For almost a decade, political polarisation has been taking the shape of a pandemic. Very few countries have managed to stop this virus from spreading in their region. Its impact has been most severe in countries such as the United States of America, Brazil, Hungary, Poland, Turkey, India and Pakistan. Kenya and Indonesia too can be slotted in the list of regions facing unprecedented political polarisation.
Polarisation is an outcome of diversity. Whereas pluralism is often treated as a positive and progressive outcome of diversity, polarisation is its negative outcome. Pluralism is about a democratic arrangement in which a variety of ideas and political outfits interact and agree to coexist for a common or larger cause.
Polarisation, on the other hand, sees ideas and outfits refusing to interact in a democratic manner, and dogmatically hold their individual positions. Dialogues are replaced with shouting matches, criticism mutates and manifests itself as vindictive rhetoric and action, and the ploy of demonising foes becomes a common device to reduce the status of an opposing idea or party.
Political polarisation is nothing new in societies. But according to most political scientists, it has never been as widespread as it is today. In the book Democracies Divided, its editors T. Carothers and A. O’Donahue describe the present-day political polarisation as a ‘global illness’. According to Carothers, many of the roots, patterns, and drivers of polarisation in most countries are the same. This means that the dynamics and malaise of contemporary political polarisation is similar in nature across societies that are otherwise rather distinct from one another.
Populist politicians often feed on and further exacerbate existing societal divisions, hoping that their transgressive behaviour will bolster their chances of gaining and holding on to power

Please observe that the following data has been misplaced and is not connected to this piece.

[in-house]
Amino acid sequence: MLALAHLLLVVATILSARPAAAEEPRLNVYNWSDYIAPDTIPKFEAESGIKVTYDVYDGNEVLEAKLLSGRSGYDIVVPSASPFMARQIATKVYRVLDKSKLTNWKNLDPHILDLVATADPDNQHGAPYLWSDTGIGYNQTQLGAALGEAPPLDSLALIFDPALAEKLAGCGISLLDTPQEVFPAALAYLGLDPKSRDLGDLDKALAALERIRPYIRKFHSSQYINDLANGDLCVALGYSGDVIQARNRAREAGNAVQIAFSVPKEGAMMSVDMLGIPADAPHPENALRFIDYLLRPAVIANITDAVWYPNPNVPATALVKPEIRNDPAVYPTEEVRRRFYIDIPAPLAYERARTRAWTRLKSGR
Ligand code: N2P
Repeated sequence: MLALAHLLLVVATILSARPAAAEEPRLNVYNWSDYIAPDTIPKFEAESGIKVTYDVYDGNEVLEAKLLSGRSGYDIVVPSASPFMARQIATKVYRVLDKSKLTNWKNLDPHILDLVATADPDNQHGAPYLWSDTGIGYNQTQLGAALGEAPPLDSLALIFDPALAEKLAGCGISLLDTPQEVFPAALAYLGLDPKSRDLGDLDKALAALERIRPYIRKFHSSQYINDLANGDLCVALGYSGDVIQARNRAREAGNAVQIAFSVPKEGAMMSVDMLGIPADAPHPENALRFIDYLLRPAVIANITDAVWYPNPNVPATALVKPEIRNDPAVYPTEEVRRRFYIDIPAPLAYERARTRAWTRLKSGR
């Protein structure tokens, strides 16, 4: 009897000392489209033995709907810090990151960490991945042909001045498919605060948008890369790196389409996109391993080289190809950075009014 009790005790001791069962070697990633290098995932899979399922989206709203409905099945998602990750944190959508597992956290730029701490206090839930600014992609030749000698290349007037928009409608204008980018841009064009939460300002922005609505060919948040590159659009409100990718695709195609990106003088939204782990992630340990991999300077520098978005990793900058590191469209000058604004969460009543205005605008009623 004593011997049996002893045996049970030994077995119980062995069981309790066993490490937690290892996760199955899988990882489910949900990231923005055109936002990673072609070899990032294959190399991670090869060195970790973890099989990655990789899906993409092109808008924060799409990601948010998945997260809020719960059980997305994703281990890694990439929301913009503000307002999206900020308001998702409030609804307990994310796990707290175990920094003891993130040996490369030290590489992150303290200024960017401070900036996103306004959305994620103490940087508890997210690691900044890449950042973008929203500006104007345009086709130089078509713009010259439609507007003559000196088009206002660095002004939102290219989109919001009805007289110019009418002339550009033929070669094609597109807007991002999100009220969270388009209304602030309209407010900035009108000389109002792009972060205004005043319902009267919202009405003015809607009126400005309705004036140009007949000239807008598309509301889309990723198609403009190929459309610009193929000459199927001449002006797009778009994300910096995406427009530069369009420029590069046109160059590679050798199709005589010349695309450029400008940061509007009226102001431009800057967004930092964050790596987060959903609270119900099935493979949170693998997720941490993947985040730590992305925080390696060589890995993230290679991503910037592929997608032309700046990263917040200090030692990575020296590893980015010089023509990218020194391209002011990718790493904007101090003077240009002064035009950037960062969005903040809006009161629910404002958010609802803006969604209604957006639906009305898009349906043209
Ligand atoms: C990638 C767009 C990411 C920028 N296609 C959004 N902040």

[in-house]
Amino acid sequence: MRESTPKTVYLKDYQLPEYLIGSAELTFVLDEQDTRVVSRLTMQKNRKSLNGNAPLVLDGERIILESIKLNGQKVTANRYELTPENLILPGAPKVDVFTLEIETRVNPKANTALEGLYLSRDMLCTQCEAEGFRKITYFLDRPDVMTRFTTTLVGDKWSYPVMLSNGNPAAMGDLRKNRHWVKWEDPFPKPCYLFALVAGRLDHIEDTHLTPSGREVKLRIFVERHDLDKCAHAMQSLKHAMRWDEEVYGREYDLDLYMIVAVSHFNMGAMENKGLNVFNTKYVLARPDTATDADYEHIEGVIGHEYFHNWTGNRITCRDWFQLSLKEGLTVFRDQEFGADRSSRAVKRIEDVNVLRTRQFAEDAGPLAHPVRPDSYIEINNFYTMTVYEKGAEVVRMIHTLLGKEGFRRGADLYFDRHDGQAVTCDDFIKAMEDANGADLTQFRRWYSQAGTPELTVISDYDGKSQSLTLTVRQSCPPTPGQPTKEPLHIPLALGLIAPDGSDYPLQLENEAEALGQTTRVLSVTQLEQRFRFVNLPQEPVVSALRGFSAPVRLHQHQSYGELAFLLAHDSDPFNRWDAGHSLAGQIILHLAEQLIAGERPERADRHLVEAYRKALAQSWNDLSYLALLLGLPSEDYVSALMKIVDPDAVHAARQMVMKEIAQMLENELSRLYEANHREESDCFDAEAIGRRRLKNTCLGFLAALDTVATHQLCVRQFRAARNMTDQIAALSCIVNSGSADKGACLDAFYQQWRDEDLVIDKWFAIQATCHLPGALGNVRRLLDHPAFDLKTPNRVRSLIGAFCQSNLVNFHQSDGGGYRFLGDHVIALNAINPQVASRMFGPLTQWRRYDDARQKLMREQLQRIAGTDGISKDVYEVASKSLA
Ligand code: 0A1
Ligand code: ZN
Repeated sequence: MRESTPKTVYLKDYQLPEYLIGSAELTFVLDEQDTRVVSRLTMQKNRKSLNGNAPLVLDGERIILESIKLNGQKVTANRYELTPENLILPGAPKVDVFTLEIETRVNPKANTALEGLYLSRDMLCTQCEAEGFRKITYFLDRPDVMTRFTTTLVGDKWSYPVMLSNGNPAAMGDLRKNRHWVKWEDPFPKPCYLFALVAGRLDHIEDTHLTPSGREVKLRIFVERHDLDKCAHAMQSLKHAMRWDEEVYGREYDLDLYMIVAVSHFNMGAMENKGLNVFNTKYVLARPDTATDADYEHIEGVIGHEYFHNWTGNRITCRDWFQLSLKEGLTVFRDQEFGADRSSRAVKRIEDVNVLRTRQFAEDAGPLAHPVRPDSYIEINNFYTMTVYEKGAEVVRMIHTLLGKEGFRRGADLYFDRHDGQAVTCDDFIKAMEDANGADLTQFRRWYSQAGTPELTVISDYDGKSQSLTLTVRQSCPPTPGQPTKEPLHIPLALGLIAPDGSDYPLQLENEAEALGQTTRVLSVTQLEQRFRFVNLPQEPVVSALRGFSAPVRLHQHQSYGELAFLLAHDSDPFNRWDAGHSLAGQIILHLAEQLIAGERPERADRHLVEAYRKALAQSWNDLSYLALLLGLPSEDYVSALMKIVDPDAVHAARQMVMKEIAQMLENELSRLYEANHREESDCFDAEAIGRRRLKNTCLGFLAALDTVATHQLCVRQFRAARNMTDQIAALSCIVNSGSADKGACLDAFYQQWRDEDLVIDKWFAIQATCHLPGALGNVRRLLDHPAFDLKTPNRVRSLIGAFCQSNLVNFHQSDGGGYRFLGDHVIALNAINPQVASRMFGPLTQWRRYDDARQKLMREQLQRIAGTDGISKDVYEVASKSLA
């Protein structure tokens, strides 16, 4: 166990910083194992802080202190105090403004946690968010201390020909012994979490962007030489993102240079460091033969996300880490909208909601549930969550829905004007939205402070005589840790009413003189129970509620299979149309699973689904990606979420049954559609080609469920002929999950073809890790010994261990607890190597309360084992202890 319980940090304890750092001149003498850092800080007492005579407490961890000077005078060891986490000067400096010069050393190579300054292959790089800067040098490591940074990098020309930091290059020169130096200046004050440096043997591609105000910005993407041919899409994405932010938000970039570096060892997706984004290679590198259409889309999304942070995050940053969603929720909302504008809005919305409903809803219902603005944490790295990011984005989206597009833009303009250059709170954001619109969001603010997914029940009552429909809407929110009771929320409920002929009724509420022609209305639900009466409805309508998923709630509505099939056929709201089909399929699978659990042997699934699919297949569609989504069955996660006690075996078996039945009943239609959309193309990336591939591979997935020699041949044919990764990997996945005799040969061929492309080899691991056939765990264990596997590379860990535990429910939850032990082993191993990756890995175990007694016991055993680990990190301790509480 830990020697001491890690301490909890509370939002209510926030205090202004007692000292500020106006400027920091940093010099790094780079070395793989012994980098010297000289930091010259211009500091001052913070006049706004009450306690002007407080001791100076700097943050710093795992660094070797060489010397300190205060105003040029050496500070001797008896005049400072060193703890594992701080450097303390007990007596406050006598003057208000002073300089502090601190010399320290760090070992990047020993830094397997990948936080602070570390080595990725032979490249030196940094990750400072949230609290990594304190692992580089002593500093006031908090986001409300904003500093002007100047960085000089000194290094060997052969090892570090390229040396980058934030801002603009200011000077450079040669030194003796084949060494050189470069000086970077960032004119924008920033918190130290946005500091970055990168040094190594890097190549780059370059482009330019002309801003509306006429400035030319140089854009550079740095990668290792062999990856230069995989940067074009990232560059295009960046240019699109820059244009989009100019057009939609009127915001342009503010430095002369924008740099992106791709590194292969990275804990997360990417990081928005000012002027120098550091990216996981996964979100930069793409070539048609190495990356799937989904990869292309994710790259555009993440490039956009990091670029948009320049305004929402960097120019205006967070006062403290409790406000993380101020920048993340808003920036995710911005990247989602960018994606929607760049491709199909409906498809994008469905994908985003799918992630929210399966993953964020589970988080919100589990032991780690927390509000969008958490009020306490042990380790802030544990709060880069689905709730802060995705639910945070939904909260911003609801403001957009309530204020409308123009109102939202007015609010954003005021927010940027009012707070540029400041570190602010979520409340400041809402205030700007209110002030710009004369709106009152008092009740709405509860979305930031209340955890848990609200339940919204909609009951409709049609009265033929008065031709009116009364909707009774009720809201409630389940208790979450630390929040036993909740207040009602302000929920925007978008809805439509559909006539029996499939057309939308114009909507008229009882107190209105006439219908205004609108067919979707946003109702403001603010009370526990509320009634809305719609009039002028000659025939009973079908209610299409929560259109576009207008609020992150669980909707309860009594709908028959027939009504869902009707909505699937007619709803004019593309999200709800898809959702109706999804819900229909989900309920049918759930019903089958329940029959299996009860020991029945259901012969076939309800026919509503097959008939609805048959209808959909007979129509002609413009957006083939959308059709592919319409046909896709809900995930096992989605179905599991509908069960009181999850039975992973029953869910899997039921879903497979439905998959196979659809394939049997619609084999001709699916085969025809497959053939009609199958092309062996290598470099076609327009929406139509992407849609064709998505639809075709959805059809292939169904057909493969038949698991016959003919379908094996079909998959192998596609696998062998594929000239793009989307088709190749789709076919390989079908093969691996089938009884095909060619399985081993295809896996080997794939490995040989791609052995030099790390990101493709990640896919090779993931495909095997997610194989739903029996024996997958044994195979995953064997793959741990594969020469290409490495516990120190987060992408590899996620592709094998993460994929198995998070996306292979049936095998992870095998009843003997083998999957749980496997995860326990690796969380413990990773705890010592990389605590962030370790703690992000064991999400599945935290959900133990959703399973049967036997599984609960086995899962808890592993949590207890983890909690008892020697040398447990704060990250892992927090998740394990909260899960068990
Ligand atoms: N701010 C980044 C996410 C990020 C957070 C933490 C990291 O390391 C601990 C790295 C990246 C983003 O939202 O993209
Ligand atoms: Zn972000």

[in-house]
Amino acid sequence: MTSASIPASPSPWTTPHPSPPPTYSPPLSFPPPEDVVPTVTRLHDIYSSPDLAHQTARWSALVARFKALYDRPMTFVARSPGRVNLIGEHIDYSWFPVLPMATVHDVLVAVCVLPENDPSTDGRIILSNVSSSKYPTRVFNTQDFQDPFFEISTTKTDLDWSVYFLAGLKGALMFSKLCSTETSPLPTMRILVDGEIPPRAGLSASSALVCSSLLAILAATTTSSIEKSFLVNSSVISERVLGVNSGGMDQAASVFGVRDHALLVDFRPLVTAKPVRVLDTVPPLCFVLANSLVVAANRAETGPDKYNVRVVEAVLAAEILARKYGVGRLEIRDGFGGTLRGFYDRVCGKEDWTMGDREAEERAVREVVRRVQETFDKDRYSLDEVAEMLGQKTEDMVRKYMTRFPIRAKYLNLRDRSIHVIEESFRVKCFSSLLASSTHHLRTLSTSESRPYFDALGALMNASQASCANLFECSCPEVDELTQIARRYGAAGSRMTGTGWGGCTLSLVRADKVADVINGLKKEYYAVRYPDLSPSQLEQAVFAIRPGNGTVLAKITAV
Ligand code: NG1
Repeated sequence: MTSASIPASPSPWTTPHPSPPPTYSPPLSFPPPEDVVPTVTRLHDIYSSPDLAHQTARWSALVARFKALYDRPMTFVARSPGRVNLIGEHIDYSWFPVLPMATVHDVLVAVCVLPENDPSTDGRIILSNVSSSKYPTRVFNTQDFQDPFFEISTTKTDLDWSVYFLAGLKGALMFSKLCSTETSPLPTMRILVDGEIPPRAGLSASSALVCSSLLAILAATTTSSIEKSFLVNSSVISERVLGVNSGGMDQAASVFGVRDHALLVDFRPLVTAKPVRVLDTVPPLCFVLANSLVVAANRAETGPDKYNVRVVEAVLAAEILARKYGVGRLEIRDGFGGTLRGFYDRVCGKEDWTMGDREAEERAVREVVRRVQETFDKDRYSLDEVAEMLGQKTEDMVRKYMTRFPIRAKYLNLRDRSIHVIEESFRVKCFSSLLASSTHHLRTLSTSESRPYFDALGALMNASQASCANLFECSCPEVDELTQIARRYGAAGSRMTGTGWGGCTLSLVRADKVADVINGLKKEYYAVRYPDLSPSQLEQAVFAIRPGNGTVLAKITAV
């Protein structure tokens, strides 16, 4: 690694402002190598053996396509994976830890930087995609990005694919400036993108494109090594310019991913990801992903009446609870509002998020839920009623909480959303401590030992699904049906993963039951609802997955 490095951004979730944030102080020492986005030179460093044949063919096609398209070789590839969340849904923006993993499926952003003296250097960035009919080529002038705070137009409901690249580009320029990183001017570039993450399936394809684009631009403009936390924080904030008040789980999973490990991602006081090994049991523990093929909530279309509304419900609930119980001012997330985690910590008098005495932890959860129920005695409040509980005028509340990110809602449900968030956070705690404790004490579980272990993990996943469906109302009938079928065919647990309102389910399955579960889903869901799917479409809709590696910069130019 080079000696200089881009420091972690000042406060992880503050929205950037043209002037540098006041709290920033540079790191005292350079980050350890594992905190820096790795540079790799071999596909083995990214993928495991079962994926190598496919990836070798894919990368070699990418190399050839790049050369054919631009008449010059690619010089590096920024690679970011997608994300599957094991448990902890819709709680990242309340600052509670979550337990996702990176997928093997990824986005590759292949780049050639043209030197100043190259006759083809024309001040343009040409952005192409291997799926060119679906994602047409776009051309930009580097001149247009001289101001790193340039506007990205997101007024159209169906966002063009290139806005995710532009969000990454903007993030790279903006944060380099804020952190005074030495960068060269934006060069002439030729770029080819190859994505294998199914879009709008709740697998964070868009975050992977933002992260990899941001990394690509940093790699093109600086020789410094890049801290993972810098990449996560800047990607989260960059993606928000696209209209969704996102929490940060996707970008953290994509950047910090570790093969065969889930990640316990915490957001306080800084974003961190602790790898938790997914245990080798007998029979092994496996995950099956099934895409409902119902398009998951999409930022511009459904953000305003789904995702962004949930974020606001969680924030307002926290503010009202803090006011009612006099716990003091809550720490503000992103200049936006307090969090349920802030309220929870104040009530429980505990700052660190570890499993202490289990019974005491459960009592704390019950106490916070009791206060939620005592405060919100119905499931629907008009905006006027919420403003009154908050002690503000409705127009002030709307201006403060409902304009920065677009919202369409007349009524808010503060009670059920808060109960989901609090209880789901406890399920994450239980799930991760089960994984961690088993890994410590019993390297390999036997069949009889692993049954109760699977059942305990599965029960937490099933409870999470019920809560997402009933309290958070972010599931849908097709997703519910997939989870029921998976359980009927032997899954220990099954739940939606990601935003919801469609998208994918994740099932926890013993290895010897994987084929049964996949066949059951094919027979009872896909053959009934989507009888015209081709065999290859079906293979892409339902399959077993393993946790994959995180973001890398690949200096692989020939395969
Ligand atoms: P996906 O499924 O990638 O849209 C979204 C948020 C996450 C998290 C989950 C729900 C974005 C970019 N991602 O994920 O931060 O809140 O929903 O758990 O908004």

One of the most prominent commonalities in this respect has been the presence of populist politics in these countries. Populist politics that gradually began to engulf various countries in the last 15 years or so, peaking in the 2010s, has played a major role in intensifying political polarisation. This is because populists actually seek to be divisive and polarising figures. This requires them to initiate transgressive rhetoric and acts, or words and behaviour that challenge established norms.
The established norms are rejected by them as being tools of the ‘elite’ to ‘repress the common people’. In this sense, populism is postmodernism gone mad, even though postmodernists are likely to romanticise the transgressions as being the ‘bold’ crossings of the Rubicon. The transgressions in this respect are not really about challenging power as such. They have more to do with causing divisions and a sense of uncertainty in society that can create an opening through which the populists can sneak in to power and/or if they are already in power, to retain it, or return to power.
Examples of transgressive acts in this context include the attack on the Capitol Building by Donald Trump supporters, attack on military installations by pro-Imran Khan mobs in Pakistan, the turning of Hagia Sophia into a mosque by Recep Tayyip Erdoğan in Turkey, government-sanctioned violence against Muslims in India, a total ban on abortion by the Jarosław Kaczyñsk government in Poland, etc.